Supreme Court allows private firms to negotiate with staff on wages for lockdown period

No coercive action will be taken for non-payment of full wages, says top court.

The Supreme Court on Friday gave private factory owners and other private establishments an option to negotiate terms and enter into settlements with their staff on payment of wages during lockdown.

A Bench led by Justice Ashok Bhushan observed that industry could not survive without its labourers and workers. The court urged employers and employees to sort out their differences and resume work in a congenial atmosphere.

It said that those employers whose factories had continued to work during lockdown, though not to full capacity, may also enter into talks. With this, the court continued its existing order that no coercive action should be taken against private factory/industry owners unable to pay full wages to workers during 54 days of lockdown as per a notification issued by the Ministry of Home Affairs on March 29.

The court has further asked the Centre to file a detailed counter affidavit in two weeks. The case would be taken up again in the last week of July.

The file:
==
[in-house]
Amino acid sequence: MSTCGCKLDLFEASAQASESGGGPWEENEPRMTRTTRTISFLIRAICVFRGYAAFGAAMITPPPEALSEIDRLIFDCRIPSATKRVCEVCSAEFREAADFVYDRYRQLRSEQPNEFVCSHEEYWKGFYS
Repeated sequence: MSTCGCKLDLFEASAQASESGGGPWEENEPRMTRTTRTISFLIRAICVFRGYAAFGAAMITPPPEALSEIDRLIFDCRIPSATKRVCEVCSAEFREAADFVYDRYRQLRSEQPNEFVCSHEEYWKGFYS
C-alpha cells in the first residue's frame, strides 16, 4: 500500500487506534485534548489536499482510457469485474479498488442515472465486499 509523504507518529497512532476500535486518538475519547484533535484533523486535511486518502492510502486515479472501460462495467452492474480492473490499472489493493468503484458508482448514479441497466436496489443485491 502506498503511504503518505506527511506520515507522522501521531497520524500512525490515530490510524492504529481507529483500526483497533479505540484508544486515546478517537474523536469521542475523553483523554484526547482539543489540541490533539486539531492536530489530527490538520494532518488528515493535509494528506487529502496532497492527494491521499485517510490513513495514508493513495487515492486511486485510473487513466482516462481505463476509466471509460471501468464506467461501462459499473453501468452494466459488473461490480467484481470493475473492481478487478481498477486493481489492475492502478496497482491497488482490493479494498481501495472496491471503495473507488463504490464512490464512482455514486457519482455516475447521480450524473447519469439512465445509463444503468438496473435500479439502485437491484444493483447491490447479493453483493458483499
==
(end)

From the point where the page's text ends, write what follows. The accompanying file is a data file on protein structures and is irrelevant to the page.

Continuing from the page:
Last week, the court had restrained the government from taking any “coercive action” against private employers unable to pay full wages to their workers during the COVID-19 lockdown.

The Bench on Thursday last reserved its order on a clutch of petitions challenging the legality of a notification issued by the Union Ministry of Home Affairs on March 29 compelling employers to pay 100% wages to their workers during the entire period of the national lockdown.

The petitions filed by the owners of small commercial establishments, industries, shops and factories said the pandemic had already driven them to the brink of insolvency. Paying workers full wages with no work done would irretrievably drive them out of business. The economy would fall flat. They said the March 29 notification was ill-devised and arbitrary.

Justice Bhushan had questioned the government’s authority to compel private employers to pay full wages to their workers.

Attorney-General K.K. Venugopal for the government had said the March 29 notification was no longer operational and most workers had already returned to their villages.

With inputs from The Hindu